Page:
Small snake cracking
Snake cracking just starting to appear through the middle of smaller jigsaw puzzle size cracking.

Continually drying and cracking at this level of a clay can cause irreparable damage to your square. It was previously believed that this was the best option to aerate the clay profile but this is no longer recommended. Large wide cracking (over 10mm in width) does significant damage to the turf, snapping root the system as it widens, causing damage to the plant itself but also leaving behind dead organic matter (thatch). If not properly prepared or maintained, low spots will then form where the major cracking has occurred, and significantly the cracking will return along those initially fractures and can be extremely hard to stop appearing once the issue presents.

Large and wide snake cracking should only generally appear on a pitch in use that is for a four or five day fixture as pictured below. If you are finding cracks like this on the your resting wickets, you need to up the watering, either time or add extra intervals.

Snake Cracking
Large snake cracking appearing on a test pitch. This is the only time a curator should find such cracking acceptable, in the long form games that are four to five days in length.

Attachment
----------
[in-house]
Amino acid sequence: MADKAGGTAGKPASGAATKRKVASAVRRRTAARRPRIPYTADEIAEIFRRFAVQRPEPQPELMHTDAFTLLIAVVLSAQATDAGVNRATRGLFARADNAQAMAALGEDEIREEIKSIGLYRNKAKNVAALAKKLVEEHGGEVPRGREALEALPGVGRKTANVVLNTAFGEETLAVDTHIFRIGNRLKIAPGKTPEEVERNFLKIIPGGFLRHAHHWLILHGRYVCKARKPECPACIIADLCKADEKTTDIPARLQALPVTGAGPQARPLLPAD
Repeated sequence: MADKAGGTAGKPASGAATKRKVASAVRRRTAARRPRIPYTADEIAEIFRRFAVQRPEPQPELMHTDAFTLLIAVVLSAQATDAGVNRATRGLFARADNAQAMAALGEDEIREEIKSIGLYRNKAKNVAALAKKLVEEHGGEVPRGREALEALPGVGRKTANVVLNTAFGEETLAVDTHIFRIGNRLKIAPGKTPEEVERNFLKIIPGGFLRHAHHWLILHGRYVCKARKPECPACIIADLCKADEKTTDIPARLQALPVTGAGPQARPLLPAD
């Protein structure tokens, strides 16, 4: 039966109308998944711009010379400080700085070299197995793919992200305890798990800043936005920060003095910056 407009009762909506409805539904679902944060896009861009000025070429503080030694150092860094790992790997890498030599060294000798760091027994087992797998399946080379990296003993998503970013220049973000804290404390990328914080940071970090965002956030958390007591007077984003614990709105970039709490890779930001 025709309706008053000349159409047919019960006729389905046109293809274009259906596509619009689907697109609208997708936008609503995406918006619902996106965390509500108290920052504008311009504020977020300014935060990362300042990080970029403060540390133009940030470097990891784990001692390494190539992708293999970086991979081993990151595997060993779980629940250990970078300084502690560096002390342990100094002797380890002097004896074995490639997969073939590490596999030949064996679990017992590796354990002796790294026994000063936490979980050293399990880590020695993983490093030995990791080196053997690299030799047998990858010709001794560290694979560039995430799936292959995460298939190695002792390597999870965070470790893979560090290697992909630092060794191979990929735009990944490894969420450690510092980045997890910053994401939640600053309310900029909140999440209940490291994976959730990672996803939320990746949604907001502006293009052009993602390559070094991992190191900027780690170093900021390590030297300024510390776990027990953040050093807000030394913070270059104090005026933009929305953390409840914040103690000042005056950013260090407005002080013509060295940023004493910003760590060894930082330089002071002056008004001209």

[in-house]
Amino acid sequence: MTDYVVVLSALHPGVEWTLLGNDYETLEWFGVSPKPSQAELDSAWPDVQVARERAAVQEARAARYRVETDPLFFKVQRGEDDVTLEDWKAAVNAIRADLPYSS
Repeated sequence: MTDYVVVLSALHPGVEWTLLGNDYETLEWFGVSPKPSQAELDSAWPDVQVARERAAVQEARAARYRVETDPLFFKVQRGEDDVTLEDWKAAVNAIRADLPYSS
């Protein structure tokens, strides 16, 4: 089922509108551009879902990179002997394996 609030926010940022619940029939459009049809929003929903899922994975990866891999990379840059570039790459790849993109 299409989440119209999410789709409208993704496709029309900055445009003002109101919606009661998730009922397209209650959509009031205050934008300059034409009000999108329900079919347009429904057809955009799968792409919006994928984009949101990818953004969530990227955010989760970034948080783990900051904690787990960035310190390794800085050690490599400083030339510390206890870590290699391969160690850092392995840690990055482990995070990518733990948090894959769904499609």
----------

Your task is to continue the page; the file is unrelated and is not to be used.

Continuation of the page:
Key points to remember about maintaining moisture in your wicket table;

  • Keep an eye on the weather, every day and look ahead into the week and even seasonal forecasts. If you know the week is going to be hot, putting extra water in earlier to prevent damage and keep your turf and clay healthy.
  • Watering early in the day or late evening is better, when temperatures are at their lowest and ground has cooled, allowing the plant and profile to absorb more. However, you can and should water during the day if your turf is struggling and your clay profile is breaking open.
  • Deep watering is required with a clay profile. This means pushing the water down with two to three sets of watering each day, before pitch preparation begins. With hot weather, you can lose upwards of 20mm a day in evaporation and transpiration. You want to replace this and then some. Water moving throw compacted clay can be as slow as 2mm an hour.
Clay Profile
This section of the clay profile (roughly a 100mm) shows the depth of root growth. However in this photo there are significant issues with this pitch, layering and thatch are present. From the Sports Turf Association of Queensland.